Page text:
Tuesday, Dec 7, 2021

Anoxia/Lack Of Oxygen and Cerebral palsy

Though birth complications are rare, they do still occur, and issues like anoxia can have a huge impact on your baby’s life. Anoxia refers to a..

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Infant with brain trauma holding mothers' hand

Though birth complications are rare, they do still occur, and issues like anoxia can have a huge impact on your baby’s life. Anoxia refers to a complete loss of oxygen, an uncommon, and often preventable, but very dangerous risk during childbirth that can lead to permanent physical impairment.

What Is Anoxia/Lack of Oxygen?

Anoxia happens when the body or brain completely loses its supply of oxygen. This is usually a result of hypoxia, which refers to when arterial blood has an abnormally low concentration of oxygen. When hypoxia evolves into anoxia, it can cause the parts of the body that rely on oxygen to stop functioning properly, including:

  • Bodily tissues
  • Kidneys
  • Heart
  • Brain

This complete lack of oxygen can have a major impact, especially on the brain, and even lead to death in some cases. When the brain is totally deprived of oxygen, it’s called cerebral anoxia. After the brain goes four to five minutes without a supply of oxygen, it can suffer permanent damage.

Symptoms of Anoxia/Lack of Oxygen

When a baby has a lack of oxygen to the brain during birth, tests and monitoring typically recognize an interruption of oxygen flow. Some symptoms of an anoxic brain injury that could occur in a newborn include:

  • Weakened limbs
  • Jerky or spastic motions
  • Lack of consciousness
  • The decline of executive functions
  • Seizures

Causes of Anoxia/Lack of Oxygen

Oxygen deprivation at birth can be due to a number of events and complications, including:

  • Maternal shock: When the mother suffers from heavy bleeding, it can lead to fetal distress and placental abruption, causing anoxia.
  • Shoulder dystocia: This situation occurs when one or both shoulders obstruct delivery.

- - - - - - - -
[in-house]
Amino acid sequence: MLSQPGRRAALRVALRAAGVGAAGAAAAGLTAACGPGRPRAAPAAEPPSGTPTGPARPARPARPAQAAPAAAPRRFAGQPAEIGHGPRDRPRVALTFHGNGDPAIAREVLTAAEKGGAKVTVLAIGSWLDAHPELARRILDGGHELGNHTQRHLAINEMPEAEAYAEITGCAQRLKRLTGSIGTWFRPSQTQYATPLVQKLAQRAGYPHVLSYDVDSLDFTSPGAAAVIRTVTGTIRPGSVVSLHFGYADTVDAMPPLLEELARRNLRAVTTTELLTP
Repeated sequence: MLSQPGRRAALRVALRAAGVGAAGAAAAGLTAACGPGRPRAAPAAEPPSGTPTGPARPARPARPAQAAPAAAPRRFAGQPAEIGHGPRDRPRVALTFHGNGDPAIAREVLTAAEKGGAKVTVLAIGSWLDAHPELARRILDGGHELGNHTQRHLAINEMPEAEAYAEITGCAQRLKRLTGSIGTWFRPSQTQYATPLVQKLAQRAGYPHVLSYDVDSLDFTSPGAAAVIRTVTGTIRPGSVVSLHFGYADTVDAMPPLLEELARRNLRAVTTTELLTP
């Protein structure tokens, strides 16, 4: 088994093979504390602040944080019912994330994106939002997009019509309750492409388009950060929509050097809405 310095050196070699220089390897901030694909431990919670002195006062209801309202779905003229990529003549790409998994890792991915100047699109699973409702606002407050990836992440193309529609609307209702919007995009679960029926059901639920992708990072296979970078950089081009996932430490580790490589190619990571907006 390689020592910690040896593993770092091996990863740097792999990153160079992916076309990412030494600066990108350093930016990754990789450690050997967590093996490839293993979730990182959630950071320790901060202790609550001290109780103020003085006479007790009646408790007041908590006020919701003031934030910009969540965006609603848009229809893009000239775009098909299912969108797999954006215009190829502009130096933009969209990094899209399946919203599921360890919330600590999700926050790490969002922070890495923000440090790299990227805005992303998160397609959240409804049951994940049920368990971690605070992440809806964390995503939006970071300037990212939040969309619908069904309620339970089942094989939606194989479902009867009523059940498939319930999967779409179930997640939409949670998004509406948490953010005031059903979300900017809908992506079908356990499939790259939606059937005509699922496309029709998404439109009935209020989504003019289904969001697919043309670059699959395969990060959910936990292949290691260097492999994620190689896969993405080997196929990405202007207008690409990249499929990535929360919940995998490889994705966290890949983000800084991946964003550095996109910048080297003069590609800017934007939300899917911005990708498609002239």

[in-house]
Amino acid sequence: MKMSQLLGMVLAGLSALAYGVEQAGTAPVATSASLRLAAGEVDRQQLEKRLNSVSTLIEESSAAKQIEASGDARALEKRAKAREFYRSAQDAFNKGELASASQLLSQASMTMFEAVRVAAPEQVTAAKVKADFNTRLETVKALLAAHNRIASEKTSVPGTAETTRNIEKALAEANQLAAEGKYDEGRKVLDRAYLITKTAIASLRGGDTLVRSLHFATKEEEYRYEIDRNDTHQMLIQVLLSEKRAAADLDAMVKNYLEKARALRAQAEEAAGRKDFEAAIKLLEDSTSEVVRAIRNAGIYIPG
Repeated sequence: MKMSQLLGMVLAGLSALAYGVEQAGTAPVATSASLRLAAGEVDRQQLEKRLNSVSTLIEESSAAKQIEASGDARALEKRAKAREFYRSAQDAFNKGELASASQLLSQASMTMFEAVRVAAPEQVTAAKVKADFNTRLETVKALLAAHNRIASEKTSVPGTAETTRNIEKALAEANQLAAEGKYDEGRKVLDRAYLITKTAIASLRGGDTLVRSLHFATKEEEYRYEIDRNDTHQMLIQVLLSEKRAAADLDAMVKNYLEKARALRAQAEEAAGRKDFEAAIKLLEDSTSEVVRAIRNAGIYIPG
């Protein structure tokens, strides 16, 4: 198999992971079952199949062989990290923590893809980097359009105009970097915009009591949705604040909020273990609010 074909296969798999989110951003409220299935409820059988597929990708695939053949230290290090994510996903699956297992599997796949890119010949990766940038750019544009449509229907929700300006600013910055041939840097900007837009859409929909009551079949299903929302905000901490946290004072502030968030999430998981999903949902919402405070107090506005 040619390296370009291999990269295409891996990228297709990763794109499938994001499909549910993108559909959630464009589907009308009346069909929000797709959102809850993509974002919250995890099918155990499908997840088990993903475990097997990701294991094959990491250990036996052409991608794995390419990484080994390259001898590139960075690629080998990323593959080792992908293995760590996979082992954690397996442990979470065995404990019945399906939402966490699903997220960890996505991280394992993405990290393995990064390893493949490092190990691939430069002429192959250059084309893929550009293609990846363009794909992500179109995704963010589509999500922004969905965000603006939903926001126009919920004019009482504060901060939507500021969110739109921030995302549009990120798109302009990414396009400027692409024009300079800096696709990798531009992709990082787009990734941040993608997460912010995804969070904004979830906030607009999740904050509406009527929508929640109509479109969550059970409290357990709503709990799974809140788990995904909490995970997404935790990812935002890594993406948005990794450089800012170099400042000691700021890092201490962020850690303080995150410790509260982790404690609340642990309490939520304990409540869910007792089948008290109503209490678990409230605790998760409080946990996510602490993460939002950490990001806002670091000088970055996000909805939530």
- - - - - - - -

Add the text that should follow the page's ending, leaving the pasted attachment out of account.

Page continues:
• Traumatic or prolonged delivery: When the baby’s head is too large to fit through the birth canal, it can impede delivery, causing anoxia. This complication is called cephalopelvic disproportion.
  • Breech birth: A baby is considered breech if it doesn’t enter the birth canal in the optimal position, which is headfirst.
  • Excessive bleeding: Excessive hemorrhaging during either pregnancy or labor can cause anoxia.
  • Complications with the umbilical cord: Situations like a prolapsed cord sometimes happen during delivery, which could cut off the baby’s oxygen supply.

How Does Anoxia/Lack of Oxygen Contribute to CP?

Among the other complications that can arise, one of the more common outcomes for anoxia is brain injury due to a lack of oxygen. Anoxia can contribute to cerebral palsy lead to a brain injury that results in cerebral palsy in a number of ways, including:

Birth Asphyxia

Birth asphyxia is a medical term that refers to a baby that has been exposed to a reduction or loss of blood supply and oxygen before, during, or after delivery. The most common cause of birth asphyxia is the compression or restriction of the umbilical cord during labor. When an unborn baby’s oxygen flow is compromised, it puts it at risk of brain damage, including cerebral palsy, because it can:

  • Lead to acidosis and cerebral hypoxia
  • Increase gases like carbon dioxide and lactic acid in the blood
  • Cause brain cell death through oxygen deprivation

HIE

Hypoxic-ischemic encephalopathy, also known as HIE, is a neurologic syndrome resulting from oxygen deprivation to the fetal brain. When anoxia occurs in a baby during labor, it can destroy brain tissue, and can lead to HIE. Babies with HIE are at risk for cerebral palsy and severe neurologic impairment, including:

  • Cognitive impairment
  • Neurodevelopmental delay
  • Motor impairment
  • Developmental delay
  • Epilepsy
  • Speech/language impairment
  • Cerebral Palsy

Prevention

Though not always preventable, one of the best ways to avoid anoxia during delivery is fetal heart monitoring. This allows doctors and nurses to detect possible high-risk situations, such as anoxia, and take the steps necessary to get oxygen to the baby as quickly as possible.

Incredible advances have been made in the medical industry, making labor and delivery safer than it has ever been, but there are still complications that can arise. By learning about the risks of anoxia and methods for prevention, you can be a more effective advocate for both you and your child during labor. If you think that your child’s or loved one’s cerebral palsy was caused by medical inattentiveness or malpractice during labor, you may be eligible for compensation.

At Janet, Janet & Suggs, LLC, we have helped over 30,000 families understand their options in their cerebral palsy cases. We harness our legal and medical expertise, as well as our years of experience, to help families uncover the truth and seek the compensation they deserve. Contact us today to learn how we can assist you and your family.

The post Anoxia/Lack of Oxygen and Cerebral Palsy first appeared on Cerebral Palsy Family Network.

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By: Christopher Harris
Title: Anoxia/Lack of Oxygen and Cerebral Palsy
Sourced From: cpfamilynetwork.org/resources/blog/anoxia-lack-of-oxygen-and-cerebral-palsy/
Published Date: Wed, 08 Sep 2021 13:14:01 +0000

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